The New York University School of Law’s Journal of Legislation and Public Policy will host a symposium on immigration law entitled “Immigration Reform: Balancing Integration and Enforcement” on Friday, Oct. 27, in NYU Law’s Vanderbilt Hall, 40 Washington Square South. Discussion will highlight the challenges of deterring illegal immigrants from entering the country, while addressing the extent to which the law enables illegal immigrants to participate in American society. Marcelo Suárez-Orozco, The NYU Steinhardt Courtney Sale Ross University Professor of Globalization and Education, will be the keynote speaker.
This event is free and open to the public. A picture ID is required.
The first panel will explore the extent to which American immigration policy allows illegal immigrants to integrate into mainstream society. Panelists will discuss such topics as the right to counsel, citizenship, and access to education. The panel will feature the following speakers:
- Kris Kobach is a Professor of Law at the University of Missouri. He has served in the Bush administration formulating policy on immigration and national security issues.
- Nancy Morawetz is a Clinical Professor and director of the Immigrant Rights Clinic at the NYU School of Law. Morawetz tracks trends in immigration legislation.
- Judy Rabinovitz is the Senior Staff Counsel, ACLU Immigrants’ Rights Project. She has litigated a variety of class actions and impact cases focusing on immigration detention policies and practices including a litigation campaign challenging the mandatory immigration detention statute. She is an adjunct assistant professor of law at NYU Law School.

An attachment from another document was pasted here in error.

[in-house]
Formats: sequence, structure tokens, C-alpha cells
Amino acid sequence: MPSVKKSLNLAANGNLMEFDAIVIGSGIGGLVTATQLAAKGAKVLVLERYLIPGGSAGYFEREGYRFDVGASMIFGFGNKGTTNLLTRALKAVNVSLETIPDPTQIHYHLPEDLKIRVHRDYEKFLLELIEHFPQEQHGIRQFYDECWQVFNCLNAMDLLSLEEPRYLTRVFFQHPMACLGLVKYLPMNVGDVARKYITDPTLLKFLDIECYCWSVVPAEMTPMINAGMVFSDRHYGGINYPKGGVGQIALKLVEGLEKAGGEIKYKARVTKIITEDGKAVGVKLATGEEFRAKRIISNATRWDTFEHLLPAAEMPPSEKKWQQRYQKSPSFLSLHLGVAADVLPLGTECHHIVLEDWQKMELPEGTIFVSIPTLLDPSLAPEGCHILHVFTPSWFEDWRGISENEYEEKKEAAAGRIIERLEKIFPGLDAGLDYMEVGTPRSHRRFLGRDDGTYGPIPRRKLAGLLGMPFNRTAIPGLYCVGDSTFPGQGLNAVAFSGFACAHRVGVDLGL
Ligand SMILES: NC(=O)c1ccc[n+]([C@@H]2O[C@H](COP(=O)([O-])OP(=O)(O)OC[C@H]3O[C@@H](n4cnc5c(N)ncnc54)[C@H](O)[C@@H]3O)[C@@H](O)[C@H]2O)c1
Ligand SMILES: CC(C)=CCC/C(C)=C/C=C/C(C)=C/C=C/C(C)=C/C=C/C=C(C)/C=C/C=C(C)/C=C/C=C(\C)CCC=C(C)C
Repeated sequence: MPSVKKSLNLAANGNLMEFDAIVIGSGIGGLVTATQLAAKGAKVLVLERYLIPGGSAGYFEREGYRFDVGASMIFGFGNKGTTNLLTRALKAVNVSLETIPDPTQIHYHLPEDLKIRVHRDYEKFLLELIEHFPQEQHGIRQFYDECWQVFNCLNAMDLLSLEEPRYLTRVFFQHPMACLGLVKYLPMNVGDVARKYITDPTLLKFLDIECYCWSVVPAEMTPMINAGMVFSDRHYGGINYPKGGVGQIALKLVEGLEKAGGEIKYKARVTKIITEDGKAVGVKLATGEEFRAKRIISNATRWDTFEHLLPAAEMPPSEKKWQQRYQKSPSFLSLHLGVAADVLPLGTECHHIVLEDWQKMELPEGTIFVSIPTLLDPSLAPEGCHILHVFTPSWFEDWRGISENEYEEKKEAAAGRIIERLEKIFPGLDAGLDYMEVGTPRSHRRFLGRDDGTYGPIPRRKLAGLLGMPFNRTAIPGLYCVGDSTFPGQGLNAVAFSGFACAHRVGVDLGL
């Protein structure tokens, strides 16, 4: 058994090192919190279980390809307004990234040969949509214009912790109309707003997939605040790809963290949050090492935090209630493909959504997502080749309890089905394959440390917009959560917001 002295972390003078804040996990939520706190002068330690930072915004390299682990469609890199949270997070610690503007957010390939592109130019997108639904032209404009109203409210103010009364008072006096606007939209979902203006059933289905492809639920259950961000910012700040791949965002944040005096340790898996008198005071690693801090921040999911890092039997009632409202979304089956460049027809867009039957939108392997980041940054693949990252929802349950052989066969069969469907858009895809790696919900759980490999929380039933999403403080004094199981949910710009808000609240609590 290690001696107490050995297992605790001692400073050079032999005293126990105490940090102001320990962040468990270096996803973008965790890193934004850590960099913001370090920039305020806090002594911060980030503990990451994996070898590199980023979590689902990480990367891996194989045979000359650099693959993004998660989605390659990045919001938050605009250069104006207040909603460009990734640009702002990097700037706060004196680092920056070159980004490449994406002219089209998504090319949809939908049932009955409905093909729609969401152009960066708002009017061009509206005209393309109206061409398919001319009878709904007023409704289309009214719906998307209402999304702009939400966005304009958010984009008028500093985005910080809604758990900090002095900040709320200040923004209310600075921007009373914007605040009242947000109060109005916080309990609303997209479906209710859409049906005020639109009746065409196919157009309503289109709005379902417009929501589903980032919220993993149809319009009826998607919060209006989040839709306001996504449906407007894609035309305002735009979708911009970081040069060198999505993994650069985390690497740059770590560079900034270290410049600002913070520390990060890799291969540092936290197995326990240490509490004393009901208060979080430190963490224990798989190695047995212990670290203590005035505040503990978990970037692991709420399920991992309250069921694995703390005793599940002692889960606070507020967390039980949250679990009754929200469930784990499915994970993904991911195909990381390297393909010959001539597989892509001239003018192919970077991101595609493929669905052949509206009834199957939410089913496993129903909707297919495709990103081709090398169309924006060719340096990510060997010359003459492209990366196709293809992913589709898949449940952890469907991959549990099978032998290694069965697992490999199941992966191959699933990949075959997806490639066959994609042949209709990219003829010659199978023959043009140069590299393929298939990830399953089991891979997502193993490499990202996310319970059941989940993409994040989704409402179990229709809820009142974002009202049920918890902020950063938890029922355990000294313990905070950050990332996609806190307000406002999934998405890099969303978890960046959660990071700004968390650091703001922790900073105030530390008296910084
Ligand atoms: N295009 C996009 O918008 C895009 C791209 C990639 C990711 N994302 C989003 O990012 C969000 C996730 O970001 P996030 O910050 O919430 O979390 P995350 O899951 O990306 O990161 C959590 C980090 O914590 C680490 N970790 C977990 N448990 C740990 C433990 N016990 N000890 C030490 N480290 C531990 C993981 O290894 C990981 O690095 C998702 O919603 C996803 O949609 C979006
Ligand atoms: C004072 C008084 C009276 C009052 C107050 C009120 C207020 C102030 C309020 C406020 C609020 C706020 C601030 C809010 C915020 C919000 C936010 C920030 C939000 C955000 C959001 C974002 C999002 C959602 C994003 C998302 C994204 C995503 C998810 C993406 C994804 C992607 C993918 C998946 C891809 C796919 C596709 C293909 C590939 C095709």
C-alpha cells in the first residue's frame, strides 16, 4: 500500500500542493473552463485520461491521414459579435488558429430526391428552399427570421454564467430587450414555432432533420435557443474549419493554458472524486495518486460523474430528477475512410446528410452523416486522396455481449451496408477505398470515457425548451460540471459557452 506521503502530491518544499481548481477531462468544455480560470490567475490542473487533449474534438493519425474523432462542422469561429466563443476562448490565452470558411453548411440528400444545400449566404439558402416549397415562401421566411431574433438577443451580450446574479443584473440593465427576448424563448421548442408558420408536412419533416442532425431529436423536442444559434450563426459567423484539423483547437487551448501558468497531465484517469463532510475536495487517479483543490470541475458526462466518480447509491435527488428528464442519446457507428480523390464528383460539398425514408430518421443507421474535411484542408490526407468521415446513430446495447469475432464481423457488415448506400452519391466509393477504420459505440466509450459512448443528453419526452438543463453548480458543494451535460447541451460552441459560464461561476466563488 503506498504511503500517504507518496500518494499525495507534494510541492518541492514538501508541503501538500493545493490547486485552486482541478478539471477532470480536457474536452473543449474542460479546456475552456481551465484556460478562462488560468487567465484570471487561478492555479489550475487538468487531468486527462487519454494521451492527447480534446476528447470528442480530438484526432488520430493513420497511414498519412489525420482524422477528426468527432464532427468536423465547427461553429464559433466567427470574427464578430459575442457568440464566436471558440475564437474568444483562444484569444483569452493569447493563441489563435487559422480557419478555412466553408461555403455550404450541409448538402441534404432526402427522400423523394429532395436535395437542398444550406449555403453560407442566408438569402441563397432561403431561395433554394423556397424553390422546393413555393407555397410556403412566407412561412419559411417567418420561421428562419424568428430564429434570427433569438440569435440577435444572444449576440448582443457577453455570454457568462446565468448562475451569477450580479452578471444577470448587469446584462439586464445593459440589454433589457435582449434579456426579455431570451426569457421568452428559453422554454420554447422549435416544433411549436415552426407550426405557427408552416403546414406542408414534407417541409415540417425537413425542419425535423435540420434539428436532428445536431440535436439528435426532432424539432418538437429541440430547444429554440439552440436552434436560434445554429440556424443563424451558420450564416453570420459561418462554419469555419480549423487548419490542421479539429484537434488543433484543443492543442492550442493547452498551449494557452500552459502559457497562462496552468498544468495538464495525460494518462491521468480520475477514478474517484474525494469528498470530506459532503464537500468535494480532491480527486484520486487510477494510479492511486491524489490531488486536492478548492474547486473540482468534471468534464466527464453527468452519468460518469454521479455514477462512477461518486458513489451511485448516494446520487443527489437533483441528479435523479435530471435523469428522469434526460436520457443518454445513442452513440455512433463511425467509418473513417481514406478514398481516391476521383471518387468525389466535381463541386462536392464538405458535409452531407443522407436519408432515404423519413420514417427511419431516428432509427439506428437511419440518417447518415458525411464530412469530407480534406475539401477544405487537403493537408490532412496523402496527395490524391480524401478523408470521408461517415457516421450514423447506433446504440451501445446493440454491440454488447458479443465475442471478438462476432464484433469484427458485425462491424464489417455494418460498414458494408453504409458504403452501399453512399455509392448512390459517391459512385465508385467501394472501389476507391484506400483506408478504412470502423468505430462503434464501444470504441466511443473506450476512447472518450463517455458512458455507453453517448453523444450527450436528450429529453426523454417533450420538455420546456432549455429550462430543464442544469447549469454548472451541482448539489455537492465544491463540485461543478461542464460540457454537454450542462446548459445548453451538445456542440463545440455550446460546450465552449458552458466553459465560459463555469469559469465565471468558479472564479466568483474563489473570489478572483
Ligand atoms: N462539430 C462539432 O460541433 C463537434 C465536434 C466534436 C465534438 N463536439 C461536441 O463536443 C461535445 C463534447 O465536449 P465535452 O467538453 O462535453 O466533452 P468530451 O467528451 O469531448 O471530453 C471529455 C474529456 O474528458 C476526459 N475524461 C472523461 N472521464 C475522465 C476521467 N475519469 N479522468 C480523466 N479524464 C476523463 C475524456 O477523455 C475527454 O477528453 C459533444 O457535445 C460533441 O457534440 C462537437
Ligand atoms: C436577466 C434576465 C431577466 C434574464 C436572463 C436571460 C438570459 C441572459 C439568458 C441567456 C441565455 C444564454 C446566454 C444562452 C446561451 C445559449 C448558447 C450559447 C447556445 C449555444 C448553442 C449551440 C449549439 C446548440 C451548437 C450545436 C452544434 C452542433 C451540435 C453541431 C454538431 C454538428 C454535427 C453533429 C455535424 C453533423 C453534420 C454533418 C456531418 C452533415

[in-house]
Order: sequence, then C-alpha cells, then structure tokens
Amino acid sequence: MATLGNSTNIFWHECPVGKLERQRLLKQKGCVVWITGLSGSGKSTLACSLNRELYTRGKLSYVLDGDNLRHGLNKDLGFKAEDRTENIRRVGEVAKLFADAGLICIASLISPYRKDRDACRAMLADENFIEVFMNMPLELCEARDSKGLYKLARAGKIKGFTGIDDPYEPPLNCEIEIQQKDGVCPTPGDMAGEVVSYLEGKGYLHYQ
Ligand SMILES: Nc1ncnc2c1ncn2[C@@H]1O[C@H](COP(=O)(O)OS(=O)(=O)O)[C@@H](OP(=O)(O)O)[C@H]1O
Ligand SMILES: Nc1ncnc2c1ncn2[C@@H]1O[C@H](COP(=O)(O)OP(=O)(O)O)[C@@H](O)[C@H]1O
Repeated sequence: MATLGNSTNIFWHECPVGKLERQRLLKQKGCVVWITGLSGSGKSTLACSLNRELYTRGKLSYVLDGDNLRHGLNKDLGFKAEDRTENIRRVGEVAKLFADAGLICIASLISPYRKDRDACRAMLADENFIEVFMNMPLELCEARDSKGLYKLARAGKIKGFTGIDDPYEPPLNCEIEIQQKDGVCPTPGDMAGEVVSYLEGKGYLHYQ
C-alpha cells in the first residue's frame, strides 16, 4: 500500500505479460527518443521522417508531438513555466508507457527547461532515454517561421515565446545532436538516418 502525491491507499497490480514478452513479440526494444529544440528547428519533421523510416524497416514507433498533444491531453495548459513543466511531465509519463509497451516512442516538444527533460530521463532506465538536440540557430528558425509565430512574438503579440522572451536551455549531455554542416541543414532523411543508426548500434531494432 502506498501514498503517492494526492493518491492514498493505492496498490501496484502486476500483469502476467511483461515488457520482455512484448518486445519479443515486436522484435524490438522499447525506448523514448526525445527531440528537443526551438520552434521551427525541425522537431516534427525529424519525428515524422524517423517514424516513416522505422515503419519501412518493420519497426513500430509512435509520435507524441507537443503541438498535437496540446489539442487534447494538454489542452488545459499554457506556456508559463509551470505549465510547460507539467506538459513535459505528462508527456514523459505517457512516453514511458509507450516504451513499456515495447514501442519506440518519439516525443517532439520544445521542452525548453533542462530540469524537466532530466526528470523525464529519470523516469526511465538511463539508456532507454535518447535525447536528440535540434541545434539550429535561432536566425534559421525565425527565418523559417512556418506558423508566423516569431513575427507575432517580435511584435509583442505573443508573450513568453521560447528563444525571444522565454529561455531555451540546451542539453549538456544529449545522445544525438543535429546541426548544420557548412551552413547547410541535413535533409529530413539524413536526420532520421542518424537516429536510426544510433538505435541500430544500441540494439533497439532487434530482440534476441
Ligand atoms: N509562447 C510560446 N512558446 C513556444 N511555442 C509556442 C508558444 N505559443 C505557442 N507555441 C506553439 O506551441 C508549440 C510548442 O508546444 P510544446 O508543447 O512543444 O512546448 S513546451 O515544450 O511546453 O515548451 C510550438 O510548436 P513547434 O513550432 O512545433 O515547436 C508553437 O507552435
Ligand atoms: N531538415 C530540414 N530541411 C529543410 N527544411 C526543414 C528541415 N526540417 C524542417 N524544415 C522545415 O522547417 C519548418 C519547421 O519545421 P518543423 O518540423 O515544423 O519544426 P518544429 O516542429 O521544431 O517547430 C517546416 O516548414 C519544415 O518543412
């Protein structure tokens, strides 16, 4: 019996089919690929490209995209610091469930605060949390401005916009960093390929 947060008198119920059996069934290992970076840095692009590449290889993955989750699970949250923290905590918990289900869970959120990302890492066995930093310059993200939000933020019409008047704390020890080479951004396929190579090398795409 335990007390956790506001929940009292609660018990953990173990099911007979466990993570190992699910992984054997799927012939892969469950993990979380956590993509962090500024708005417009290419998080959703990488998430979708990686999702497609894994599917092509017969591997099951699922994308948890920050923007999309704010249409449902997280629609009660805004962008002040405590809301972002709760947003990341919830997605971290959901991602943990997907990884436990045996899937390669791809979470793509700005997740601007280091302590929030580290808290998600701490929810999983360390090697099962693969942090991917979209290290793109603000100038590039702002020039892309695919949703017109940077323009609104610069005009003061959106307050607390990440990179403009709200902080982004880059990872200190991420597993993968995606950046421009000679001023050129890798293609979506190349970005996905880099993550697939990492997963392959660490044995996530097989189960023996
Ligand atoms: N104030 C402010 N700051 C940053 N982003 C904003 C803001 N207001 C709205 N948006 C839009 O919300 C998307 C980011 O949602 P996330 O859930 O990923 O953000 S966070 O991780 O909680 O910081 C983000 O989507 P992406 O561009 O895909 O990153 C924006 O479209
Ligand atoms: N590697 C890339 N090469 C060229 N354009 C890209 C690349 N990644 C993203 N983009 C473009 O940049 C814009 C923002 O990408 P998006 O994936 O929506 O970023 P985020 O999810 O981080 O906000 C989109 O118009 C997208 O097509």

- Cristina Rodriguez, Assistant Professor at NYU School of Law, is an expert in immigration law and citizenship theory, and is a nationally recognized expert in language rights. Her current work deals with the effects of multilingualism on democratic and social institutions, and on constitutional conceptions of parental control over cultural transmission.
The second panel will examine immigration law enforcement. Discussion will focus on the intersection of immigration with labor law and criminal law, civil rights, and the role of local government and the federal courts. The panel will feature the following speakers:
- Muzaffar Chishti is Director of the Migration Policy Institute at NYU School of Law. He is a member, and former Chair, of the Board of Directors of the National Immigration Forum; Secretary of the National Coalition for Haitian Rights; Treasurer of the U.S. Committee for Refugees; and a member of the Board of Directors of the National Immigration Law Center. Chishti is the coauthor of Immigration Issues for Labor Lawyers.
- Michael Hethmon is General Counsel of the Immigration Reform Law Institute. He has published on a wide range of immigration-related legal issues, including local enforcement of federal immigration law, the agricultural guest-worker program, gender-based asylum, and the diversity visa program.
- David Martin is the Warner-Booker Distinguished Professor of International Law at the University of Virginia. He served two years as special assistant to the assistant secretary for human rights and humanitarian affairs at the Department of State, and served as General Counsel of the Immigration and Naturalization Service from 1995 to 1998. For more than 20 years he has studied trends in immigration.
- John M. Walker, Jr. is the Chief Judge of the United States Court of Appeals for the Second Circuit. He has been a Visiting Lecturer at Yale Law School, and an Adjunct Professor at NYU Law School, and is the director, and on the faculty of, the NYU School of Law’s Dwight D. Opperman Institute of Judicial Administration.
This conference will be held at NYU Law’s Vanderbilt Hall, 40 Washington Square South, between MacDougal and Sullivan Streets, one block east of the West Fourth Subway Station. [Subway Lines: A, B, C, D, E, F, V (West 4th Street); N, R, W (8th Street); 6 (Astor Place)]
Reporters interested in attending this conference should contact Elizabeth Fasolino at 212.998.6849 or firstname.lastname@example.org